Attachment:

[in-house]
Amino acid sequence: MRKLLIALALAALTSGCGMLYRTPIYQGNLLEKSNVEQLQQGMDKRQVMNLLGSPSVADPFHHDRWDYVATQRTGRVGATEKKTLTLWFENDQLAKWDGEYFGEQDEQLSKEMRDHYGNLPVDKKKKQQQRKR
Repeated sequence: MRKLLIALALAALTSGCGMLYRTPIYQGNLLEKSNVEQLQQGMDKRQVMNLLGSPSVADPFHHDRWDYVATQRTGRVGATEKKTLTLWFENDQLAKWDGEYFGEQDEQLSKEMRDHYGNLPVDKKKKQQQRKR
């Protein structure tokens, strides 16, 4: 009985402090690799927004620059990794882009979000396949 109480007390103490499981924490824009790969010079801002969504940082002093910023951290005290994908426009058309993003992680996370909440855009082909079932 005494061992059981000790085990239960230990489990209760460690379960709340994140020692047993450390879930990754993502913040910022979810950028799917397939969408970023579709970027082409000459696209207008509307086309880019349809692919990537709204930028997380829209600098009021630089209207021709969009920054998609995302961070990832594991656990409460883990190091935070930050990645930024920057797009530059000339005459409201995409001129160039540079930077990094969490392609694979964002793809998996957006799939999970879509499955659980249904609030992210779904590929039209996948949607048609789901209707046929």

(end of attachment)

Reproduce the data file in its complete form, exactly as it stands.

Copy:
[in-house]
Amino acid sequence: MRKLLIALALAALTSGCGMLYRTPIYQGNLLEKSNVEQLQQGMDKRQVMNLLGSPSVADPFHHDRWDYVATQRTGRVGATEKKTLTLWFENDQLAKWDGEYFGEQDEQLSKEMRDHYGNLPVDKKKKQQQRKR
Repeated sequence: MRKLLIALALAALTSGCGMLYRTPIYQGNLLEKSNVEQLQQGMDKRQVMNLLGSPSVADPFHHDRWDYVATQRTGRVGATEKKTLTLWFENDQLAKWDGEYFGEQDEQLSKEMRDHYGNLPVDKKKKQQQRKR
């Protein structure tokens, strides 16, 4: 009985402090690799927004620059990794882009979000396949 109480007390103490499981924490824009790969010079801002969504940082002093910023951290005290994908426009058309993003992680996370909440855009082909079932 005494061992059981000790085990239960230990489990209760460690379960709340994140020692047993450390879930990754993502913040910022979810950028799917397939969408970023579709970027082409000459696209207008509307086309880019349809692919990537709204930028997380829209600098009021630089209207021709969009920054998609995302961070990832594991656990409460883990190091935070930050990645930024920057797009530059000339005459409201995409001129160039540079930077990094969490392609694979964002793809998996957006799939999970879509499955659980249904609030992210779904590929039209996948949607048609789901209707046929």